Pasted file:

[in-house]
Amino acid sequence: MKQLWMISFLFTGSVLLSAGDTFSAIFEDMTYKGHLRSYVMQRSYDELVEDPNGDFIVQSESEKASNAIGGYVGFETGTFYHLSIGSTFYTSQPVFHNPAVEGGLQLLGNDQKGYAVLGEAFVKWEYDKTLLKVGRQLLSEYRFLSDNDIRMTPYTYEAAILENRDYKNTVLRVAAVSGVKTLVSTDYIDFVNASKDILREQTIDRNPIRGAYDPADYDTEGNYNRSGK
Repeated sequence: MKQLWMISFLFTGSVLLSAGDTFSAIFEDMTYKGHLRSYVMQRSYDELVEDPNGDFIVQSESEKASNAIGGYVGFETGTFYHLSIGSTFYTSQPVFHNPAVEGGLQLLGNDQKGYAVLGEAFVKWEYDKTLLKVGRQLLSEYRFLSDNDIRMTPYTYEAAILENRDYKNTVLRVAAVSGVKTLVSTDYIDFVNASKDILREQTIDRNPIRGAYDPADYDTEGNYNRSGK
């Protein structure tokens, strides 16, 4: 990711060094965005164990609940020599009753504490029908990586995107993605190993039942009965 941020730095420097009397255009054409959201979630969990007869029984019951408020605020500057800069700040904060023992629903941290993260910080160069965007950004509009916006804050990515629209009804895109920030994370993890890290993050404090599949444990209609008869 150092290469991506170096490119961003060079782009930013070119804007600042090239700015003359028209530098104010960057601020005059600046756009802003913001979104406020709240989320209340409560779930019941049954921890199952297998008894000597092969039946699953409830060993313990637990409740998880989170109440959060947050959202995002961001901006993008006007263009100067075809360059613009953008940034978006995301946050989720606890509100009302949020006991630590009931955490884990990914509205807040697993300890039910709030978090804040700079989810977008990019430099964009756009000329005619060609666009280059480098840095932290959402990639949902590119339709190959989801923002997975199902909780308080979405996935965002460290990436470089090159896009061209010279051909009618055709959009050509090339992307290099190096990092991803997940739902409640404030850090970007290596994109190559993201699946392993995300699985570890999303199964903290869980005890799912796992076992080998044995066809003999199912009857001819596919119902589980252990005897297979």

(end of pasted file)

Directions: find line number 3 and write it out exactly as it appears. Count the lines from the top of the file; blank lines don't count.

Repeated sequence: MKQLWMISFLFTGSVLLSAGDTFSAIFEDMTYKGHLRSYVMQRSYDELVEDPNGDFIVQSESEKASNAIGGYVGFETGTFYHLSIGSTFYTSQPVFHNPAVEGGLQLLGNDQKGYAVLGEAFVKWEYDKTLLKVGRQLLSEYRFLSDNDIRMTPYTYEAAILENRDYKNTVLRVAAVSGVKTLVSTDYIDFVNASKDILREQTIDRNPIRGAYDPADYDTEGNYNRSGK